29 August 2007

Planting and Harvesting Trees--The Best Carbon Sequestration?

Freeman Dyson maintains that soil carbon is the most important sequesterer of carbon. Cofounder of Greenpeace Patrick Moore, claims that growing and using trees is the best way of dealing with high CO2 levels.
Trees are the most powerful concentrators of carbon on Earth. Through photosynthesis, they absorb CO2 from the atmosphere and store it in their wood, which is nearly 50 per cent carbon by weight. Trees contain about 250 kilograms of carbon per cubic metre.

North Americans are the world's largest per-capita wood consumers and yet our forests cover approximately the same area of land as they did 100 years ago. According to the United Nations, our forests have expanded nearly 100 million acres over the past decade.

...There is a misconception that cutting down an old tree will result in a net release of carbon. Yet wooden furniture made in the Elizabethan era still holds the carbon fixed hundreds of years ago.

...Although old trees contain huge amounts of carbon, their rate of sequestration has slowed to a near halt. A young tree, although it contains little fixed carbon, pulls CO2 from the atmosphere at a much faster rate.

  1. Deforestation, primarily in tropical forests, is responsible for about 20 per cent of global carbon dioxide emissions. This is occurring where forests are permanently cleared and converted to agriculture and urban settlement.
  2. In many countries with temperate forests, there has been an increase in carbon stored in trees in recent years. This includes the United States, Canada, New Zealand and Sweden.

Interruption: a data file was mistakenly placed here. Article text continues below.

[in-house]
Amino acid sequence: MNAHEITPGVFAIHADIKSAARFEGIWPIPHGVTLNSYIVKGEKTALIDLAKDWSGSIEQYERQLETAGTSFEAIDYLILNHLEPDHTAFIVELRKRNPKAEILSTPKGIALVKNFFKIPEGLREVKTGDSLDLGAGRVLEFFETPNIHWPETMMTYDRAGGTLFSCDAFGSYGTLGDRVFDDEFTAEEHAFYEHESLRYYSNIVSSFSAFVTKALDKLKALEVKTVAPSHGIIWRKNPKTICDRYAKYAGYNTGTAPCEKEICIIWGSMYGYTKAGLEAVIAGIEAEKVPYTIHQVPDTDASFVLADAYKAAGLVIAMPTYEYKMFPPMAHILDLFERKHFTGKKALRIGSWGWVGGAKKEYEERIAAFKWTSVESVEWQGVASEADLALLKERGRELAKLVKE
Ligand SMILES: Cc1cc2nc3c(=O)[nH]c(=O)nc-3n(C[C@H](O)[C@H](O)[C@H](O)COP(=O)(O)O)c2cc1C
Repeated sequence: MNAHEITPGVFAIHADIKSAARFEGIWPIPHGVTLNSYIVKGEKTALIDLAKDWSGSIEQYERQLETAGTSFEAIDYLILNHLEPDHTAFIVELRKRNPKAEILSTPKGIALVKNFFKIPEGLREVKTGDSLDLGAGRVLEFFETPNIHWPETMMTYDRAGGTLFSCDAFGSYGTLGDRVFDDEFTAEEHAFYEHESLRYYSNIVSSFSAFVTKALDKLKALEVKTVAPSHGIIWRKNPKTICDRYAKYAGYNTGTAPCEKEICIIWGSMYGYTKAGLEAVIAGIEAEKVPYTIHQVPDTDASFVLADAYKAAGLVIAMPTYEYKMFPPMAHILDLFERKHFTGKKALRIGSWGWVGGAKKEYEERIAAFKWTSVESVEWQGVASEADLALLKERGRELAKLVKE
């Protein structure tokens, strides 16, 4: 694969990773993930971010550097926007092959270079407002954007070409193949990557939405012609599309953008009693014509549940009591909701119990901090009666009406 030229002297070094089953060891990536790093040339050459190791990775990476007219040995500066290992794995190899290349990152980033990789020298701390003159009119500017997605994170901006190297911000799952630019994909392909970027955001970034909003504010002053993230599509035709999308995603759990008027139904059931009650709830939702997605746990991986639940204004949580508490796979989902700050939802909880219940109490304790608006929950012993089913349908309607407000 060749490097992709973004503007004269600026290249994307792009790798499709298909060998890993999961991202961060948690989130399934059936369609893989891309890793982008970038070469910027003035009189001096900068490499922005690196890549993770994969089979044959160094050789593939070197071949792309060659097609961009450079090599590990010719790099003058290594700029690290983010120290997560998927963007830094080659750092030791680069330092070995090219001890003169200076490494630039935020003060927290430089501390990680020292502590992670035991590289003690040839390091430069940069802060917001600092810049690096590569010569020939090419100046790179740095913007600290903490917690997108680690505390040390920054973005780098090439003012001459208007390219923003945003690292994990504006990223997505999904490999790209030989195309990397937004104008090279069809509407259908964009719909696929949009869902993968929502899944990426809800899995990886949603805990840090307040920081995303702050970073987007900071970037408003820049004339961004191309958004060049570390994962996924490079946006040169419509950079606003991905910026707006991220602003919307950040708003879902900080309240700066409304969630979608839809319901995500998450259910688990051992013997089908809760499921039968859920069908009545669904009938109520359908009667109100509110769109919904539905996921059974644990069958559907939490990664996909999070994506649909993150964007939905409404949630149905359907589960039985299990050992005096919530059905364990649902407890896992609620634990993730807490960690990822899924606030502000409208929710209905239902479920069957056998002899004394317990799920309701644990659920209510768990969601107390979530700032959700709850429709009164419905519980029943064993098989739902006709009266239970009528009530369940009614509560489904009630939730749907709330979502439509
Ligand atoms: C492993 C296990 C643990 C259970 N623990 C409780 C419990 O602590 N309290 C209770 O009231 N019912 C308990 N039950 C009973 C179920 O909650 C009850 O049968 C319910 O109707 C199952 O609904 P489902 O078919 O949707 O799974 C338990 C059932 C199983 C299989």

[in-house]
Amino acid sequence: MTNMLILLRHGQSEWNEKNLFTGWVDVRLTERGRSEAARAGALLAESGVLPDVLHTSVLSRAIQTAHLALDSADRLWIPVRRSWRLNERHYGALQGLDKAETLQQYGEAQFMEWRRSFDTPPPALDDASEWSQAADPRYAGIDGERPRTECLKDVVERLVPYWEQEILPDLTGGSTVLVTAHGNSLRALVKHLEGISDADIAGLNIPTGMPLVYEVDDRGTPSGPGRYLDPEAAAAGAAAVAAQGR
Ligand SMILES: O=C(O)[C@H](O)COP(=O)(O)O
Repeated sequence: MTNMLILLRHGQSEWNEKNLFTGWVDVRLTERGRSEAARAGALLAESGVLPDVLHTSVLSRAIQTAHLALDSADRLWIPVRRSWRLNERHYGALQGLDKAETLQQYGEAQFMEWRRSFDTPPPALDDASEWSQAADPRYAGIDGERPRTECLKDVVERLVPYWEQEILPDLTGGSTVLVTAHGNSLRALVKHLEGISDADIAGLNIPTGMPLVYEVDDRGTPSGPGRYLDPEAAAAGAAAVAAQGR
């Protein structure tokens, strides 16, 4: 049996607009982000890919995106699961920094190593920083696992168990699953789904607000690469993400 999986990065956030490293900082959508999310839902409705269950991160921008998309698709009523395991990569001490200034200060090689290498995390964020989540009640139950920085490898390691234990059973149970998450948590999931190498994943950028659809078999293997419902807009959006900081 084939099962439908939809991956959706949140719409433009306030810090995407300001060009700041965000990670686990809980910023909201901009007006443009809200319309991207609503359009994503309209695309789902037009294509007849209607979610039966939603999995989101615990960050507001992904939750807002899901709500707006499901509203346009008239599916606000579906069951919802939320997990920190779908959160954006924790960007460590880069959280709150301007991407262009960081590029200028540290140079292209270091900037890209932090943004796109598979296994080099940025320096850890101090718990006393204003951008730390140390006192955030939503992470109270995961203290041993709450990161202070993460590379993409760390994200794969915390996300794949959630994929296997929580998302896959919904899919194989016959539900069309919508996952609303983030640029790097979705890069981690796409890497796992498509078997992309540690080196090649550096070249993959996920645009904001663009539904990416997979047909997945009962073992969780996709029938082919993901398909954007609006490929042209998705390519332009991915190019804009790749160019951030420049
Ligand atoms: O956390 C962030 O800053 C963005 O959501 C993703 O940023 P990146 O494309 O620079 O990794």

3. The most important factors influencing the carbon cycle are deforestation on the negative side, and the use of wood, from sustainably managed forests, as a substitute for non-renewable materials and fuels, on the positive side.

To address climate change, we must use more wood, not less. Using wood sends a signal to the marketplace to grow more trees and to produce more wood. That means we can then use less concrete, steel and plastic -- heavy carbon emitters through their production. Trees are the only abundant, biodegradable and renewable global resource.
Vancouver Sun

This is rather obvious. If you grow a tree, then use the tree to build a house that stands for hundreds of years, that carbon is effectively sequestered for that period of time at least. Wood is a desirable building material for many things. Rather than preventing responsible forest harvesting and regrowth, intelligent environmentalists who truly believe in the CO2 theory of catastrophic climate change would be pushing for large wood plantations for construction lumber.

Hat tip Lubos Motl

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Blogger IConrad said...

"Deforestation, primarily in tropical forests, is responsible for about 20 per cent of global carbon dioxide emissions."

The 2004 global fossil-fuel CO2 emission estimate, 7910 million metric tons of carbon

20%??? Assuming that's only net, and only compared to fossil-fuel emissions, that's still... 3.164 BILLION metric tons of wood!

Is there that much biomass of trees in the entire world??

Wednesday, 29 August, 2007  
Blogger Hawkeye said...

I've often thought that the lumber companies should supplement their income by getting into the carbon offset scam...err, business.

They cut a tree down and leave behind a sapling. (Christmas tree farms should too.)

The furniture business should be able to get all kinds of free money from suckers...err, environmentalist caring and thoughtful individuals.

Great stuff. Keep it up!

Wednesday, 29 August, 2007  
Blogger al fin said...

IC: He is probably combining several ideas together to get the 20% figure such as released CO2 from felled lumber, CO2 released from farming the deforested area, CO2 that is no longer being removed by absent trees, etc.

Hawk: Right. If you are going to run a scam, why not run a scam with at least a bit of legitimacy?

Saturday, 01 September, 2007  

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“During times of universal deceit, telling the truth becomes a revolutionary act” _George Orwell

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